Review: Marmot Helium (2011)

Marmot Helium 15° Down Sleeping Bag

Marmot changed the game when they introduced the 'Helium', a major advance in ultra-light, ultra-compressible down bags.

The Helium puffs up like your favorite pillow, thanks to its 900-fill goose down, yet the whole bag weighs a meager two pounds. The aptly-named Helium can thus easily shave a pound off your current sleeping bag, and its 15 degree temperature rating is legitimate—possibly even conservative. This is an very warm bag.

Author and Marmot Atom

Post-Williamson Crash

The updated Helium now comes with a full rather than half zipper, and the bag features a relatively roomy cut for a mummy bag, making it a solid choice for sleepers who toss and turn.

Summer campers who like to sleep warm on chilly mountain nights will positively love the Helium's extra insulation.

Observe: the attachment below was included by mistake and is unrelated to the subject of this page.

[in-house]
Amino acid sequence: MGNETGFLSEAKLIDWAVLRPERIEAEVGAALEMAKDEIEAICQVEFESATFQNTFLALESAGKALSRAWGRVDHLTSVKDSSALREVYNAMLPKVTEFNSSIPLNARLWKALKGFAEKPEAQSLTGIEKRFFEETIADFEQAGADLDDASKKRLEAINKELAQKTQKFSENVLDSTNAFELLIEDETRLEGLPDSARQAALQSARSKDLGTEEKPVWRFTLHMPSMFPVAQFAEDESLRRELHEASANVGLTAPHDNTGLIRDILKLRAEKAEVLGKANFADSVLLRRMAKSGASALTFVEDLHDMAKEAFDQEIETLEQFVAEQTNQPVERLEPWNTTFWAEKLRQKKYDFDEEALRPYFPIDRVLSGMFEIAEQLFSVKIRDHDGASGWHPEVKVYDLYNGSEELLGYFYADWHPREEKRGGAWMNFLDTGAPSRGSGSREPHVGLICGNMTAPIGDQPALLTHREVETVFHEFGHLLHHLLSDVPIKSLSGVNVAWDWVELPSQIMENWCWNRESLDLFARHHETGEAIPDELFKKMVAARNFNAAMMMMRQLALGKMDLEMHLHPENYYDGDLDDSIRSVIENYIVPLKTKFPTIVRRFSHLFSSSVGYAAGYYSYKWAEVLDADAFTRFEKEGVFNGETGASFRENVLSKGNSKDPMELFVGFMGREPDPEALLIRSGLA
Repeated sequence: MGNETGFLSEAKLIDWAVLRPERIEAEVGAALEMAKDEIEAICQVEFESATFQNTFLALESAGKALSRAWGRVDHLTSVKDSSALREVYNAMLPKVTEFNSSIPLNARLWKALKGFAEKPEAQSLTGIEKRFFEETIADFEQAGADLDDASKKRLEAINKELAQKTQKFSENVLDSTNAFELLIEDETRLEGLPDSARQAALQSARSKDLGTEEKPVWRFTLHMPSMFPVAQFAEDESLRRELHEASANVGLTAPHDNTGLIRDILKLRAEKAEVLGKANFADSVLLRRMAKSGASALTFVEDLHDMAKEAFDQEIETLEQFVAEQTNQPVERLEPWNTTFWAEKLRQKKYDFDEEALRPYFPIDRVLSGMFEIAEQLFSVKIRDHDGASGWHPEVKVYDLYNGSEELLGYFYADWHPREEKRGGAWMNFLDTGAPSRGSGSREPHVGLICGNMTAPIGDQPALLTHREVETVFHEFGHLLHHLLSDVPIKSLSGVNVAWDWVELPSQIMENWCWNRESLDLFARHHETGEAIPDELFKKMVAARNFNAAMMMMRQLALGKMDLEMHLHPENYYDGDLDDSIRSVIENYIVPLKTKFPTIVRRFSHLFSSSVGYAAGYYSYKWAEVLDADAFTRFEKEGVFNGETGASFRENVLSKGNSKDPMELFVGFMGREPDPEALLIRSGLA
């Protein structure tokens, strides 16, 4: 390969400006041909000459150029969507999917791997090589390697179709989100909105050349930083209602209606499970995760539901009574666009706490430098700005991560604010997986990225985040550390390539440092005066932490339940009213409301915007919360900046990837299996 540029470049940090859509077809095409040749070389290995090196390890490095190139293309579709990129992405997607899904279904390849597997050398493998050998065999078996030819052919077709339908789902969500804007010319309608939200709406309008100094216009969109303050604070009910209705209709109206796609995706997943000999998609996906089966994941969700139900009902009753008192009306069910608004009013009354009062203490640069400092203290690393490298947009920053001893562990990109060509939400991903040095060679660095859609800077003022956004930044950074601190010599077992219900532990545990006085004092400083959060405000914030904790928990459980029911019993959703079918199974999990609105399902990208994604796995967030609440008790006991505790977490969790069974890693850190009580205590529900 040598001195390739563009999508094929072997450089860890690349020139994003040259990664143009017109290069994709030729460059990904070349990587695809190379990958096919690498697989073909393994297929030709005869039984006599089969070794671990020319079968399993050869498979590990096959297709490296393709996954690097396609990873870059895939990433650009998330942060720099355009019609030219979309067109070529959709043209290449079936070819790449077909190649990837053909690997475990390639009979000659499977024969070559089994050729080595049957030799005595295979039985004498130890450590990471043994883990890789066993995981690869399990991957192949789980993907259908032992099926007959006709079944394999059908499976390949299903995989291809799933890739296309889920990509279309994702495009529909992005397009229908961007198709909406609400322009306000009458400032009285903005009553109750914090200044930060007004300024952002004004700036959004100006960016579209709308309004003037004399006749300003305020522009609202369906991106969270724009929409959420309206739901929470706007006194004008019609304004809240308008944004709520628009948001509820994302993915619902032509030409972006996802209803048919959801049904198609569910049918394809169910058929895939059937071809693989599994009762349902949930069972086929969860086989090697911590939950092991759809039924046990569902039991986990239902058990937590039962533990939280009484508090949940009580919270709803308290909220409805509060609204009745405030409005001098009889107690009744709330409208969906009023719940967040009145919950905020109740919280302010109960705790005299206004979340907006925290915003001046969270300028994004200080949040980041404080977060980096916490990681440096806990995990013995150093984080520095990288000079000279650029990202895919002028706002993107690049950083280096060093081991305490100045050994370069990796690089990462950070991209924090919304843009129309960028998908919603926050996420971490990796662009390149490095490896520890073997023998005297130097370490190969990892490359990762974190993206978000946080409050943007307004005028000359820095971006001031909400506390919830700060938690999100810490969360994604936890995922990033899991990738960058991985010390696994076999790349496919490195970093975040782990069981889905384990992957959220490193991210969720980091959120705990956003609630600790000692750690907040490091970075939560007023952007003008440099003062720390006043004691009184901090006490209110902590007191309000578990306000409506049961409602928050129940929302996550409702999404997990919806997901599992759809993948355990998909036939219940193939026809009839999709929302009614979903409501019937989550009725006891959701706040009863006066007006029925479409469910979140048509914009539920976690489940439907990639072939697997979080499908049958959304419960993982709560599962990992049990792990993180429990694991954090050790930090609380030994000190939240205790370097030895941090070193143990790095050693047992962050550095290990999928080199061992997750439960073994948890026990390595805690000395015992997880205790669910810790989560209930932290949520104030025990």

Winter mountaineers will be pushing the envelop a bit with a 15° down bag, but for experienced users, the Helium is an excellent option for the lightest possible winter bag—especially for short tours, or in climates where dampness is not a factor. In fact, I use my Helium more often than any other sleeping bag in my gear closet.

I've become fully confident using the Helium as my primary winter bag, again, for short, fair-weather tours. For damp-climate expeditions or hard core rain, I would probably switch to a synthetic bag, and so should you. For summer use in the mountains, I sometimes flirt with the also outstanding Marmot Atom, though I do tend to prefer the Helium because I love the extra warmth and comfort.

High-end construction, materials, and features make the Helium more expensive than you may like, but if weight and warmth are a concern, this bag is worth every penny. The 15° Helium conforms to the newer, stricter EN temperature ratings, so you can trust it to keep you warm when things get chilly. Bottom Line: highly recommended.

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Andy Lewicky

ANDY LEWICKY is a Los Angeles-based writer and photographer who enjoys good books, jasmine tea, long walks in the rain, and climbing and skiing the big peaks of the California Sierra. email | follow



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